Another quick test for overload is to aim the antenna away from the towers. If the signal strength goes up (after pointing away from towers), you have overload.

Rick I have a 4221A and one of the stations borderline overloads my amp. But if I turn away from it, the signal goes down in all directions. It never gets over 80. More details if you need them or is a wtf situation? Also no one in any direction ever sees that station above 80. Sorta odd. Unless they are not running the power they claim on their license.
 

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Interesting experience. Hmmm, don't have an answer. We need the pros to answer that one. Try Holl_ands. He's very good.
 

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I would keep his current antenna point it at 75 degress and use a channel 24 jointenna for the PBS station at 309 as well as W24CP at 351 at a higher gain antenna for the PBS station.......
 

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Quote:
Originally Posted by gjvrieze /forum/post/15555774


I would keep his current antenna point it at 75 degress and use a channel 24 jointenna for the PBS station at 309 as well as W24CP at 351 at a higher gain antenna for the PBS station.......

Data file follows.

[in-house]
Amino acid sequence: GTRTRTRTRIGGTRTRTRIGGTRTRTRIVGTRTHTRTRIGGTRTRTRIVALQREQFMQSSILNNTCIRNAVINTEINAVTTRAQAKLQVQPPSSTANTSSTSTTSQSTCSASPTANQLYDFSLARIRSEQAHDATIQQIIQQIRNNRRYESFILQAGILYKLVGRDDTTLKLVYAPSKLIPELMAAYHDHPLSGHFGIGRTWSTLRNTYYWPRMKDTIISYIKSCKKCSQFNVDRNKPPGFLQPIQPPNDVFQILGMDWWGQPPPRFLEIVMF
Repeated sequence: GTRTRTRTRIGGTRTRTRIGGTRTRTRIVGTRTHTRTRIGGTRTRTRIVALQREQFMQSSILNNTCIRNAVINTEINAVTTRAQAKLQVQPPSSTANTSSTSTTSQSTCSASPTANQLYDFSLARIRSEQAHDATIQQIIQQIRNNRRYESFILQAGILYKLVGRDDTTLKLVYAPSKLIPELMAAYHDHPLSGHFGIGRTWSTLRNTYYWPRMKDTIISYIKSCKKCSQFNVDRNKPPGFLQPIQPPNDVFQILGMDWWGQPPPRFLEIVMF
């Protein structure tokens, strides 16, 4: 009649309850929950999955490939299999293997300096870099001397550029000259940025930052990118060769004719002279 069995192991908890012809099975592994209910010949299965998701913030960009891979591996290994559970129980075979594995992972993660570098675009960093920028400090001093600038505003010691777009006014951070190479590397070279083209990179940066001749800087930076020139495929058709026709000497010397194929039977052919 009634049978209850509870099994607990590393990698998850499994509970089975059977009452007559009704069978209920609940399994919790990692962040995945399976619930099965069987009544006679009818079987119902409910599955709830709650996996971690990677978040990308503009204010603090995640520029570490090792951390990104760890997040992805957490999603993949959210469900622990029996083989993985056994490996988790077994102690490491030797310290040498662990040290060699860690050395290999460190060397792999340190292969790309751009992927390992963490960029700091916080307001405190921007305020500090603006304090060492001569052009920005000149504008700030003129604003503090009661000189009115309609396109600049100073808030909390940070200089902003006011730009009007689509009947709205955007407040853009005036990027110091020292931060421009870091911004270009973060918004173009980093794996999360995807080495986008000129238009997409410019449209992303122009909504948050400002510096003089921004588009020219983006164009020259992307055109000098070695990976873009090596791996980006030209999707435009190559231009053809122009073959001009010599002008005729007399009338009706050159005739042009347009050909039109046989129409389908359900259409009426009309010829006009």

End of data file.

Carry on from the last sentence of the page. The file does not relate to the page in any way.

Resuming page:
He wasn't totally happy with his current antenna at 85 Magnetic was a lot of the reason for his post. He wanted more gain. And the PBS would be nice, where the jointenna comes into play.


This is why I suggest he upgrade his main antenna and use the old one with a coupler of some kind pointed at the PBS.
 

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Discussion Starter · #16 ·
Well I finally was able to get up on the roof and jumper around the preamp - with all the rain/ice/snow and working late, it's taken me a while to get to it. I didn't adjust the direction.


Get this: it was extremely windy, and after removing the preamp from the equation the channel strengths didn't noticeably change. It doesn't appear that ANY channel was affected at all. PBS was just as blocky as before, I believe due to the wind. I did notice that the audio didn't chop out, although the video became pixelated at times. Previously the audio would chop out.


I still get 100% on a couple of the channels.

Haven't checked the SNR on the channels yet.

I was still running the 2-tv splitter.


Looks like y'all were 100% correct when you suggested the preamp was being overloaded.